Those first molars and your central incisors usually come through between the ages of 6 to 8 years old. This is then followed by your lateral incisors which quickly follow around the ages of 7 to 9 years.
The usual order is then the first premolar, the second premolar, and then the canine. This all usually happens between the ages of 10 to 12 years. Then for a while, your set of teeth is completed by your second molar around the age of 12 to 13.
This is why wisdom teeth can be so problematic. After the age of 13, your teeth can settle down and get into their permanent shape. Then often around five years later, the wisdom teeth come along and can ruin everything!
Do You Need to Remove Wisdom Teeth?
Removing wisdom teeth is very common. It seems as though our jaws have evolved to become smaller but forgot that we no longer need wisdom teeth! Due to this, there is often just not enough space for them to come through.
Because of this lack of space, wisdom teeth can become a big problem. They can emerge at a bad angle, get stuck while coming through, or may only partially emerge. Even if they come through fully, they can put pressure on the rest of your teeth, causing pain.
Wisdom teeth don’t need to be removed as a rule. The reason that so many people have them taken out is that they will often cause severe pain. If your wisdom teeth aren’t causing you any problems, there is no reason to remove them.
If you have any problems, then it’s a great idea to see your dentist straight away. Wisdom teeth can lead to a variety of different issues and therefore you want to get ahead of the problem.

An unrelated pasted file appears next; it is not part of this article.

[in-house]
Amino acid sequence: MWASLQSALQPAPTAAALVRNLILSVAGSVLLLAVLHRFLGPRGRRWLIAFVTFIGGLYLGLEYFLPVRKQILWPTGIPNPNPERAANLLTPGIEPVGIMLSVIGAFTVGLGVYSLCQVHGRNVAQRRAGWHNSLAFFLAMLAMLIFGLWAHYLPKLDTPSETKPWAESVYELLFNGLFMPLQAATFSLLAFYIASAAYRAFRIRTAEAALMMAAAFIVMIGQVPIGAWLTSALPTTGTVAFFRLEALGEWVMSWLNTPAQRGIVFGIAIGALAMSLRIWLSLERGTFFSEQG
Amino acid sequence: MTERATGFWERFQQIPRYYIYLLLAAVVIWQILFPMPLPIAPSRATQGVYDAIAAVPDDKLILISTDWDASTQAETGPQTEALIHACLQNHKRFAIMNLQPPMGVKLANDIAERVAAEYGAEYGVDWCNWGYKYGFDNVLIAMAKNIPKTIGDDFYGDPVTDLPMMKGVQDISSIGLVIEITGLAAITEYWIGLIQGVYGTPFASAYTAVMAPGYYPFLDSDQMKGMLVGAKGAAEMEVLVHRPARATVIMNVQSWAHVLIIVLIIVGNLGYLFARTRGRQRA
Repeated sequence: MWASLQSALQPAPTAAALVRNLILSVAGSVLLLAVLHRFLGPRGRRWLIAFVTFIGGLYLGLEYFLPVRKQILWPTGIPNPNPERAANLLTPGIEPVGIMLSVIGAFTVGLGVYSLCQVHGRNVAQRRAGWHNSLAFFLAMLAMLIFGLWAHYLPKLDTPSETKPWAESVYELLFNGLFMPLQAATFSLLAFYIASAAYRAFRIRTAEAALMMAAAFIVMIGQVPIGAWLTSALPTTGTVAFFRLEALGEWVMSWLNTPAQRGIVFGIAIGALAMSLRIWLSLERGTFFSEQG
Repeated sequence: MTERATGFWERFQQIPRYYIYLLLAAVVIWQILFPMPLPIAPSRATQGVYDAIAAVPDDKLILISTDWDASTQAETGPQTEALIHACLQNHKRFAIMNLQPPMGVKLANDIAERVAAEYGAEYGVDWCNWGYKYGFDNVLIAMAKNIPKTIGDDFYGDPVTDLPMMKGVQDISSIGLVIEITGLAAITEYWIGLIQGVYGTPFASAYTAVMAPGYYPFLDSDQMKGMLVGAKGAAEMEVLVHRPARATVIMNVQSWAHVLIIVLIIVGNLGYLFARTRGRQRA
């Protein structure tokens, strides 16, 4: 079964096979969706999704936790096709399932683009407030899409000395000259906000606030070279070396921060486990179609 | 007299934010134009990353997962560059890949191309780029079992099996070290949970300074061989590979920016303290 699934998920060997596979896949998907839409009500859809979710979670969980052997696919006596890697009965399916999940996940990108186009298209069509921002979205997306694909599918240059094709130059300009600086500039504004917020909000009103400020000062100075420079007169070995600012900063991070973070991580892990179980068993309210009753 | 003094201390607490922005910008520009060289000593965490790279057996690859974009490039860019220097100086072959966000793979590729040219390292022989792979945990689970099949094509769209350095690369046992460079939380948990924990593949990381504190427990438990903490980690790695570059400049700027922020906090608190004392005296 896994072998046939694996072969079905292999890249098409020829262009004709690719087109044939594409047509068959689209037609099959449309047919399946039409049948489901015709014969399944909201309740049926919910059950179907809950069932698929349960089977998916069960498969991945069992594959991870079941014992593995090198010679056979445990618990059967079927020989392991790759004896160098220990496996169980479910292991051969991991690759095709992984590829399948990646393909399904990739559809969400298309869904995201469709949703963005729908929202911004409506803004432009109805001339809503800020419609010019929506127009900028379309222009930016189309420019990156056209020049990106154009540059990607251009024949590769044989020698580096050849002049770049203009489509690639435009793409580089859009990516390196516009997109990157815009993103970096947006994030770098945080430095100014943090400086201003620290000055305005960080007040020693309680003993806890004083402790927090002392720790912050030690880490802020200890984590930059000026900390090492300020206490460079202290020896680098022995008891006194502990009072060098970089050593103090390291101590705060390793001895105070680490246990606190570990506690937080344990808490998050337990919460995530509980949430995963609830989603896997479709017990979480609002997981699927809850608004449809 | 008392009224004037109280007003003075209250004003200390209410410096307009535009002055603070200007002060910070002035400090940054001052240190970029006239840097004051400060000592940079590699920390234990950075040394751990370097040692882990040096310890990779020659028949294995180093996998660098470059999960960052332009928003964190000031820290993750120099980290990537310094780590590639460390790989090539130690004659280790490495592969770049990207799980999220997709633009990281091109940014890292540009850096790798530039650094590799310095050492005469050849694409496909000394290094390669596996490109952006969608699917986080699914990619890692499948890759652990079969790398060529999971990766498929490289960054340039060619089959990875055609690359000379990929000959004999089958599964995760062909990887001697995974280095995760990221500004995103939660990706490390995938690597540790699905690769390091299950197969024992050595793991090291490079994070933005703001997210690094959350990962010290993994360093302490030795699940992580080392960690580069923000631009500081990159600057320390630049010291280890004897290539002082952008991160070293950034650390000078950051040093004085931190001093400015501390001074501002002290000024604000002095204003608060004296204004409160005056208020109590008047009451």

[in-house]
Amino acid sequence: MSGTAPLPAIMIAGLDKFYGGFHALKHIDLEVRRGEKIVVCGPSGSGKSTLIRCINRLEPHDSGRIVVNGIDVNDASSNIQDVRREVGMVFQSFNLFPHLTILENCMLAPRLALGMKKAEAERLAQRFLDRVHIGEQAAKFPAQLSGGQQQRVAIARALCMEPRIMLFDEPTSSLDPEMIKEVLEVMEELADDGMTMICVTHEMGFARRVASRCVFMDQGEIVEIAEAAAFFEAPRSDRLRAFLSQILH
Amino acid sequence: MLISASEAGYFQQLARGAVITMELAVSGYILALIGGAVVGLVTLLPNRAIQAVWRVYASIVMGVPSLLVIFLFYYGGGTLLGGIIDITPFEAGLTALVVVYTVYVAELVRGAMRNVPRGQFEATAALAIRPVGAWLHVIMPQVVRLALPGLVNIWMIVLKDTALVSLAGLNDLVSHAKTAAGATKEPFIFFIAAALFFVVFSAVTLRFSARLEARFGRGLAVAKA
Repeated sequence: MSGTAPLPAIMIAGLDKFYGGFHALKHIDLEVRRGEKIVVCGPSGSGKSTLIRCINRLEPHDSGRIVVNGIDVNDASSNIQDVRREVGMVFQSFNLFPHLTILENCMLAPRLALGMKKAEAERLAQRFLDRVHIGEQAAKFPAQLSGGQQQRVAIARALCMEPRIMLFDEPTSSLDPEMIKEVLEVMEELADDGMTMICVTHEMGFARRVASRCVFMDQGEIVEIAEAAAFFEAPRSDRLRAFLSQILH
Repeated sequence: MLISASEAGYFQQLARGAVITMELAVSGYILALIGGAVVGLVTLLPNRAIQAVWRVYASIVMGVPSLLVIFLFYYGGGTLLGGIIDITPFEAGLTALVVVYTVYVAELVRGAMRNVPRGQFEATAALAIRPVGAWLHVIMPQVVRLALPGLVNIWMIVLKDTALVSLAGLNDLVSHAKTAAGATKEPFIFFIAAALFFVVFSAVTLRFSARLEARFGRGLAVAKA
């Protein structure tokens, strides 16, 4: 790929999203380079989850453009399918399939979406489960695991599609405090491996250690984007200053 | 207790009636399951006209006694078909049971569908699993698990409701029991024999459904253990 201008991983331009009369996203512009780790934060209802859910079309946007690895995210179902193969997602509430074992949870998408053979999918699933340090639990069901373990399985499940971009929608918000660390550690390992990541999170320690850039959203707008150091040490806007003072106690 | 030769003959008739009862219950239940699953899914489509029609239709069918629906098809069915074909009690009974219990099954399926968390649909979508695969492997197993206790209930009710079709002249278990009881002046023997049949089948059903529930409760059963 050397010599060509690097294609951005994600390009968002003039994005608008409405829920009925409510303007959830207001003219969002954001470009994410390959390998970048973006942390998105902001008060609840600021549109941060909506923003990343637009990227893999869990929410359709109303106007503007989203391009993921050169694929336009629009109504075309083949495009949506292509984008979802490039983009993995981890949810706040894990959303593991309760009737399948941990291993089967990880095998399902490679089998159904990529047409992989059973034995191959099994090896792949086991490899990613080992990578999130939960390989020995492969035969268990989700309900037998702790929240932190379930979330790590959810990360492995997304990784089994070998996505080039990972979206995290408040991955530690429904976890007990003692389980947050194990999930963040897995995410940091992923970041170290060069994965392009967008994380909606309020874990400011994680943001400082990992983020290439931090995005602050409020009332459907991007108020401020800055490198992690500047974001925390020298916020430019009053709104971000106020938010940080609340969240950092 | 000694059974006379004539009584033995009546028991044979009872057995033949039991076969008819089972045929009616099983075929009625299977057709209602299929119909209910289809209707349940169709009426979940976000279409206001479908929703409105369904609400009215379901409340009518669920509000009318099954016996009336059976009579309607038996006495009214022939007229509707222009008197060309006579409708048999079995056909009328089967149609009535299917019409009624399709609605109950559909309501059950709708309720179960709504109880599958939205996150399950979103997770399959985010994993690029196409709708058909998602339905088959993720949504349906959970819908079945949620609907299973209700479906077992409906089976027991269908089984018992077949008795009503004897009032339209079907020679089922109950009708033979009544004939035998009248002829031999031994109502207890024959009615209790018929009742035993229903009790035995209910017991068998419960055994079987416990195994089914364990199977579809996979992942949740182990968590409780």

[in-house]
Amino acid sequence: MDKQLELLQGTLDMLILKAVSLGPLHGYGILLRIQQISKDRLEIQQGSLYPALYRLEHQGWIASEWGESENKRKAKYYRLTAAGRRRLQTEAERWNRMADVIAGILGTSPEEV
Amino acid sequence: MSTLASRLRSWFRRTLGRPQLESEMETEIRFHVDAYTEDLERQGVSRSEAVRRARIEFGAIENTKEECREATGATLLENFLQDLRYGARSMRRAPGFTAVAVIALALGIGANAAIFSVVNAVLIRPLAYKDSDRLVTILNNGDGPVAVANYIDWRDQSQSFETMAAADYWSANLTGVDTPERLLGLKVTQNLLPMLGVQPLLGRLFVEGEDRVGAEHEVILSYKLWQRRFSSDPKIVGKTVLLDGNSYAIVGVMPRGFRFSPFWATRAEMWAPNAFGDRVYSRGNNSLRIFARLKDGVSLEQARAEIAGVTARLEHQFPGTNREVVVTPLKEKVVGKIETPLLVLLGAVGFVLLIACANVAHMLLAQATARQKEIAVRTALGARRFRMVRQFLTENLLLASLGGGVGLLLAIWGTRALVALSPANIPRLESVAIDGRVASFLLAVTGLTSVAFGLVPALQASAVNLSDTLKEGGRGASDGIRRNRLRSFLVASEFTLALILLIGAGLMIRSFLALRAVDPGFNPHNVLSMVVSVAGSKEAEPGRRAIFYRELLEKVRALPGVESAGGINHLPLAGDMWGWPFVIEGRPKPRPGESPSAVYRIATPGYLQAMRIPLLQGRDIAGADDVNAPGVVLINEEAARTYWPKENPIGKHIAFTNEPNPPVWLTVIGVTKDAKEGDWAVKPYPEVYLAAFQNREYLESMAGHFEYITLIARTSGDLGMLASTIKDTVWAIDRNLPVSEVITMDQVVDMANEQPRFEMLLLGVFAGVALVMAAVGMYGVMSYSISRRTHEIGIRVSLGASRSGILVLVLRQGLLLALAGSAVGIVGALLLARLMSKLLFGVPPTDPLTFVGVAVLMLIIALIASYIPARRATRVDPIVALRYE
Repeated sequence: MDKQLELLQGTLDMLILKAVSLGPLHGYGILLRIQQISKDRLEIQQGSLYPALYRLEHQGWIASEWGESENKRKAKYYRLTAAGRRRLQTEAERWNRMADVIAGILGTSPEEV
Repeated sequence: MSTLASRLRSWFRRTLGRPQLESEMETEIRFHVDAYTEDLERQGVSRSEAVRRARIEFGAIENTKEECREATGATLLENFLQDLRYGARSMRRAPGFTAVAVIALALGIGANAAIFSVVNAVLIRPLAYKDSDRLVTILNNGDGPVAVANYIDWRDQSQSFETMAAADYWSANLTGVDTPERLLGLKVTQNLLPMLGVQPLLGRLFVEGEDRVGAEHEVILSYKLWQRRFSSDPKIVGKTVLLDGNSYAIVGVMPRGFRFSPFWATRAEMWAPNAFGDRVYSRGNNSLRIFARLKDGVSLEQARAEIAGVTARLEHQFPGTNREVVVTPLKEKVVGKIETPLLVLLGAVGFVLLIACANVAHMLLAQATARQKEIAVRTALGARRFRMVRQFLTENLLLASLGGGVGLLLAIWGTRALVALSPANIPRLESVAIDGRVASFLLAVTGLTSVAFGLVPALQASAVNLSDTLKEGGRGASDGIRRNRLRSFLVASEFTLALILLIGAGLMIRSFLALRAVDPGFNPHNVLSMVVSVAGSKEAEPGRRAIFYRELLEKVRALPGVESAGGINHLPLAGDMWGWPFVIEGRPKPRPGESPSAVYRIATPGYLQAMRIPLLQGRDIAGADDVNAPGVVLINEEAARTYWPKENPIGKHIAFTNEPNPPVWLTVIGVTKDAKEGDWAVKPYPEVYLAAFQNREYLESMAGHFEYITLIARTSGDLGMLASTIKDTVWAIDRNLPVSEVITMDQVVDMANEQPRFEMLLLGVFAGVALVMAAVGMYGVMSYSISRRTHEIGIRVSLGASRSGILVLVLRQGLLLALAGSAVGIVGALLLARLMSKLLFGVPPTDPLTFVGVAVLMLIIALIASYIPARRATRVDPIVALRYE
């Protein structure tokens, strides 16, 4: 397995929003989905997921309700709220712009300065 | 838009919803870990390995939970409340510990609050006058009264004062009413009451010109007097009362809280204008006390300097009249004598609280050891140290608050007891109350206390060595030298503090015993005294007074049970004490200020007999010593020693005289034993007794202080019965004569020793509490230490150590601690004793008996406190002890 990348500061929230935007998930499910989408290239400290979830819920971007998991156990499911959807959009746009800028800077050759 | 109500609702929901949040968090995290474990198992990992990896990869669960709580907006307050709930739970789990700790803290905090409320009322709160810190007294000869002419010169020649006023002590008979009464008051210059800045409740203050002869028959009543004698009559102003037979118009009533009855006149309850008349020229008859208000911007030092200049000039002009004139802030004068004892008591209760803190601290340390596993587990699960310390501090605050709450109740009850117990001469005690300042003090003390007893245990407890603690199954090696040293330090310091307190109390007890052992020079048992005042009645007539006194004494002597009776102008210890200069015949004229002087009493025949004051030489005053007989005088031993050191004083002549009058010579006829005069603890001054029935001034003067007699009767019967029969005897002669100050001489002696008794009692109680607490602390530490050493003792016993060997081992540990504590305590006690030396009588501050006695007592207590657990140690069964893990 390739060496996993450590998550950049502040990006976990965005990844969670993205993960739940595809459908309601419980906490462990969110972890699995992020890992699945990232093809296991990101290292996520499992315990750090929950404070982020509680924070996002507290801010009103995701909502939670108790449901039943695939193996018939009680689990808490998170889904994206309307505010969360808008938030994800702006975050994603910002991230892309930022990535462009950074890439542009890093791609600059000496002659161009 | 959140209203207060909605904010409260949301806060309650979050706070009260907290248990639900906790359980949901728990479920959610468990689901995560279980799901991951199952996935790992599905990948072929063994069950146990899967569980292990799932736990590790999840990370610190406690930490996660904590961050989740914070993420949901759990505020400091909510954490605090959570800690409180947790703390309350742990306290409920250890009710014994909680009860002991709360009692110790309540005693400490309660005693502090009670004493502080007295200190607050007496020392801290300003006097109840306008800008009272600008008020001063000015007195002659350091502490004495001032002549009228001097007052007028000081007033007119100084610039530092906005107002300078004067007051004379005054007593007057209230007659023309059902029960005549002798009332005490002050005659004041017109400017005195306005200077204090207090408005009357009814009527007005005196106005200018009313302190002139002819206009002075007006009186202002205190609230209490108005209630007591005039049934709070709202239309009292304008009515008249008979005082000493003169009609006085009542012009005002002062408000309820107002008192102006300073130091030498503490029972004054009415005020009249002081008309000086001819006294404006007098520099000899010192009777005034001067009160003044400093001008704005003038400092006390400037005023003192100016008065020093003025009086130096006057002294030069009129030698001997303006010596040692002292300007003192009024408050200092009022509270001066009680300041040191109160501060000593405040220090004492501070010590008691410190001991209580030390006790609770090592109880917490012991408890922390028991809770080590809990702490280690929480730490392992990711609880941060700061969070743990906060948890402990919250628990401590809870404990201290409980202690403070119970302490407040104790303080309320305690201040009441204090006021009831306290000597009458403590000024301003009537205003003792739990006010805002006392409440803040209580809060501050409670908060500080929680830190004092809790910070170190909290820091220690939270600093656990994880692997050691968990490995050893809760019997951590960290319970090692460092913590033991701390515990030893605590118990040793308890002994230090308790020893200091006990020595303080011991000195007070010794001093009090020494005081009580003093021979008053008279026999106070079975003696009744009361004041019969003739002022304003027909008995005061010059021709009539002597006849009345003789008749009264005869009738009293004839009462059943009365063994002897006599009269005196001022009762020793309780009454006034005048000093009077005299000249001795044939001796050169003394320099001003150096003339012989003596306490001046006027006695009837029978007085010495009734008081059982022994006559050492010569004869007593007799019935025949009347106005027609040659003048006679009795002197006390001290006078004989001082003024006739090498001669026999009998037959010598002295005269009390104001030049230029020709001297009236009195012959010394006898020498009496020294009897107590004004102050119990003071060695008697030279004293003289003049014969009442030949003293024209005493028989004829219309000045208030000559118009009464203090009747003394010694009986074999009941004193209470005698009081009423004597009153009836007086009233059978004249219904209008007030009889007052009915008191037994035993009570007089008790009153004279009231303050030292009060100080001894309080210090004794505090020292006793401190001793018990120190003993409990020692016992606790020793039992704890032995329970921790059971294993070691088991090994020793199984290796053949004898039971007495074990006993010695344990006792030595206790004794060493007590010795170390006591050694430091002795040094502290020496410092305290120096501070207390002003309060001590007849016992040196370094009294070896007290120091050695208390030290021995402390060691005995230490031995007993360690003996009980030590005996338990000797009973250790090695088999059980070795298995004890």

Complications of Wisdom Teeth Removal
Many people think that you should have wisdom teeth removed, regardless of whether they are causing you an issue or not. This is usually not true as there is no proven benefit to removing problem-free wisdom teeth.
We say usually, as there is an exception. After a checkup, your dentist may identify that your wisdom teeth may become problematic in the future. Here it can be a good idea to remove them before you start to experience pain.
Wisdom teeth removal is a surgical procedure and as with any surgery, there are risks involved. These commonly include infection, but some people also get prolonged pain, a bad taste, and a smell from their empty wisdom tooth socket.
There is also a risk of nerve damage, but this is very rare. While all these side effects are uncommon, they show that getting rid of your wisdom teeth for no reason is often not advised.
Removing Wisdom Teeth
The extraction of wisdom teeth is a little awkward due to their position in the mouth, especially if they’ve grown at a strange angle. Firstly, you’ll get a local anesthetic injection which will numb the tooth along with the surrounding area.
The exact process after this may change depending on the surgeon and the condition of your tooth. Often the next step is for your surgeon to rock the tooth back and forth which helps to widen the socket and provide better access to the tooth’s root.
Even with the anesthetic, many will find this uncomfortable due to the pressure. If the surgeon is struggling to access the tooth, then a small cut into your gums may be required. Your tooth may also need to be cut up if it’s proving difficult to remove.
The time it takes will depend on a wide variety of factors. Some teeth will come out within a few minutes, but others may take close to an hour. It obviously also depends on the number of wisdom teeth you’re having removed.
Most people have four wisdom teeth but as we’ve learned here, it’s quite common for people to have fewer, with around 20% of people missing at least one of them.
If yours haven’t come through by the age of 25, then it’s unlikely that they ever will. If you want to know if you have all your wisdom teeth, then just use our simple counting guide above.
We hope you now have all the answers you’re looking for and hope your wisdom teeth aren’t causing you any pain!